connecting two batteries

The only modification I had to make was to cut the kettle plug fitting off the end of the lead from the outlet and connect the cable to a multi-plug adapter with sufficient sockets to take the bulk of my appliances.

Setting up the test

For my test application I rigged up the two PC’s, the ADSL Router, the wireless router, a 19” widescreen LCD monitor, a 17” CRT monitor, and the 4-in-1 laser printer.

The computer that connects to the 19” LCD monitor runs with an AMD 64 3000 chip at 2GHz, 1GB RAM, a Radeon X800 graphics card, two 80GB hard-drives and two CD/DVD drives. Along with the standard keyboard and optical mouse, it also has the laser printer plugged into it.

The second computer connects to the 17” CRT and hosts an AMD 64 3500 at 2.2GHz, 1GB RAM, an Nvidia 7800GT graphics card, a single 80GB hard-drive and one CD/DVD drive. The standard keyboard and optical mouse completes the roundup.

I run Folding@Home on both computers, so the CPU’s are already running at 100 percent capacity. To put extra strain on the setup, I got my son to play a succession of FPS games on the second rig and I printed out 20 pages of full page print, pictures, and spreadsheets from various files on the first computer. Then for good measure, I downloaded a huge game demo file from the computer farthest away from the wireless router (about 30 feet) to make sure it was working hard too. The rest of the uptime was spent playing an FPS LAN on the two computers.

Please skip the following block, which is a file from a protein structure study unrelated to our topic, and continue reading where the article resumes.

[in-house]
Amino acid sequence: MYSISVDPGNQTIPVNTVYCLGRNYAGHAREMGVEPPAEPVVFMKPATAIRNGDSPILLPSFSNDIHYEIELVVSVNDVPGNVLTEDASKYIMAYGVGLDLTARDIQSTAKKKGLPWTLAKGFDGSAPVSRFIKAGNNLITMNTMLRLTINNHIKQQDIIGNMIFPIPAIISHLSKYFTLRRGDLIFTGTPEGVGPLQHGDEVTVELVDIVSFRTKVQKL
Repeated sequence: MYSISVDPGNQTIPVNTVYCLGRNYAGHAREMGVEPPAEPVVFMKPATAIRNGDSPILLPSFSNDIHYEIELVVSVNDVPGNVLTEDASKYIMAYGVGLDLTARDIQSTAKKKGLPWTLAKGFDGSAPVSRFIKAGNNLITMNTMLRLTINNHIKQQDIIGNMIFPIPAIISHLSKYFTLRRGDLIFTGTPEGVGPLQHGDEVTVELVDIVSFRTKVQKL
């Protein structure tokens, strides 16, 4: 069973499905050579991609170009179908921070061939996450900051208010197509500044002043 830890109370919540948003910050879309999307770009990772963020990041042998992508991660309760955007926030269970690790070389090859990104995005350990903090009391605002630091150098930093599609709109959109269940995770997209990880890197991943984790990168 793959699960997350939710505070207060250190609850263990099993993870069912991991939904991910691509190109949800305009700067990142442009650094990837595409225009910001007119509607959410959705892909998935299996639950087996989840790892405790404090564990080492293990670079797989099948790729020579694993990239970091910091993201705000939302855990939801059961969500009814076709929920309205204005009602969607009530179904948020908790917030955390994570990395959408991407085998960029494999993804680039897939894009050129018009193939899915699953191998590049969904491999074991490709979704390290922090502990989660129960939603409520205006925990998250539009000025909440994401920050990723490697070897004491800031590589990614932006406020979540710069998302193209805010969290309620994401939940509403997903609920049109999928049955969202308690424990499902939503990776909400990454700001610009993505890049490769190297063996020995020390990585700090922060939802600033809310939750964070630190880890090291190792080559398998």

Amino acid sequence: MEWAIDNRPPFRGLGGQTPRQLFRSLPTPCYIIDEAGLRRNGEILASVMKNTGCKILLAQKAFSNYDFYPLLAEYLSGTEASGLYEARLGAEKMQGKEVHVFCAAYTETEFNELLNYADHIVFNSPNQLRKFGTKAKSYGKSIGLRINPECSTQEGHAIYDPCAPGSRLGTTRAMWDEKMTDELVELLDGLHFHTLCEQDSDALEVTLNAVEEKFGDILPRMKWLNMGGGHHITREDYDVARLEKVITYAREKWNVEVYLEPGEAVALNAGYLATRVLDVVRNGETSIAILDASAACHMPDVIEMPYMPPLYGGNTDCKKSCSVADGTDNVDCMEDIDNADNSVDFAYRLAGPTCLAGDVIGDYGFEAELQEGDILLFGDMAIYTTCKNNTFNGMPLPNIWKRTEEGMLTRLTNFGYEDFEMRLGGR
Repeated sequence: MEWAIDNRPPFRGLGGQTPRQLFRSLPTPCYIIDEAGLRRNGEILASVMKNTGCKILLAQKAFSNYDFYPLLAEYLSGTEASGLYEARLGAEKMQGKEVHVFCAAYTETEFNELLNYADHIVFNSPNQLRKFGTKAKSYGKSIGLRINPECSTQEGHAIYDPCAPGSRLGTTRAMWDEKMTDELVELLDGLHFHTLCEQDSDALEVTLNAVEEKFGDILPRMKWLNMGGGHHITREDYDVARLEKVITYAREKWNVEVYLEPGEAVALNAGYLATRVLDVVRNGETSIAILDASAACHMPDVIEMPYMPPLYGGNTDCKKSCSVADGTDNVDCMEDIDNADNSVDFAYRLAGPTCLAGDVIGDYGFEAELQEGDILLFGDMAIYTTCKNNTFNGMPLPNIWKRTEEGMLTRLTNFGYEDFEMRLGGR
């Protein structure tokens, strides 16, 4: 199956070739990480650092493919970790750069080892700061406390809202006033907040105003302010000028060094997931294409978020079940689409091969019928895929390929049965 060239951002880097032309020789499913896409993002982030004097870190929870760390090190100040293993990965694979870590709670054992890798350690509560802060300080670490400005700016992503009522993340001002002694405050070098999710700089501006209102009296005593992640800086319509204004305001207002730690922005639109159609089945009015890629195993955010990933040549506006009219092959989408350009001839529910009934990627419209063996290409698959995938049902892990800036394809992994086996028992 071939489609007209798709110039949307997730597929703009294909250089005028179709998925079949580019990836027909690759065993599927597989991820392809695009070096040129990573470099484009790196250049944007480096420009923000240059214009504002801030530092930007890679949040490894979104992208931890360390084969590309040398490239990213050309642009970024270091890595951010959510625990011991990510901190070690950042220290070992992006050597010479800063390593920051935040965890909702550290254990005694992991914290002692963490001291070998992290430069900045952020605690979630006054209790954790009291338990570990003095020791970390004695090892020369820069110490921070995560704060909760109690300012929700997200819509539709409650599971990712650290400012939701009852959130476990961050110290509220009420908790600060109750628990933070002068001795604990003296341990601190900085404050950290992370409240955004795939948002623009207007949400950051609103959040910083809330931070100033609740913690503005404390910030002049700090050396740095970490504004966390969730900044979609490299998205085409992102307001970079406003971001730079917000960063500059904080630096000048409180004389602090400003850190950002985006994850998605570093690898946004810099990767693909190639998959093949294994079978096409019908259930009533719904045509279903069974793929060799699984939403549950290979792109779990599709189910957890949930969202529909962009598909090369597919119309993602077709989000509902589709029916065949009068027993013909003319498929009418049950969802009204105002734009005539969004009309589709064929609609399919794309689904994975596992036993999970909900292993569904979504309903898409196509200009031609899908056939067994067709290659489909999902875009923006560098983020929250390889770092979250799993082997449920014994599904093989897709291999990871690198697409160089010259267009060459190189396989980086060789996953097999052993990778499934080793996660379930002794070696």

At this stage it must be noted that the Inverex 1000 comes with deep discharge, overcharge, and overload protection, so under normal operating conditions there should be no fears of overloading the system. I was about to see if it could handle what I threw at it.

Crunch time

I ran two tests. The first was to see if the unit could handle successive power outages over very short intervals without any restarts of the PC’s or dropping the Internet connection and wireless signal.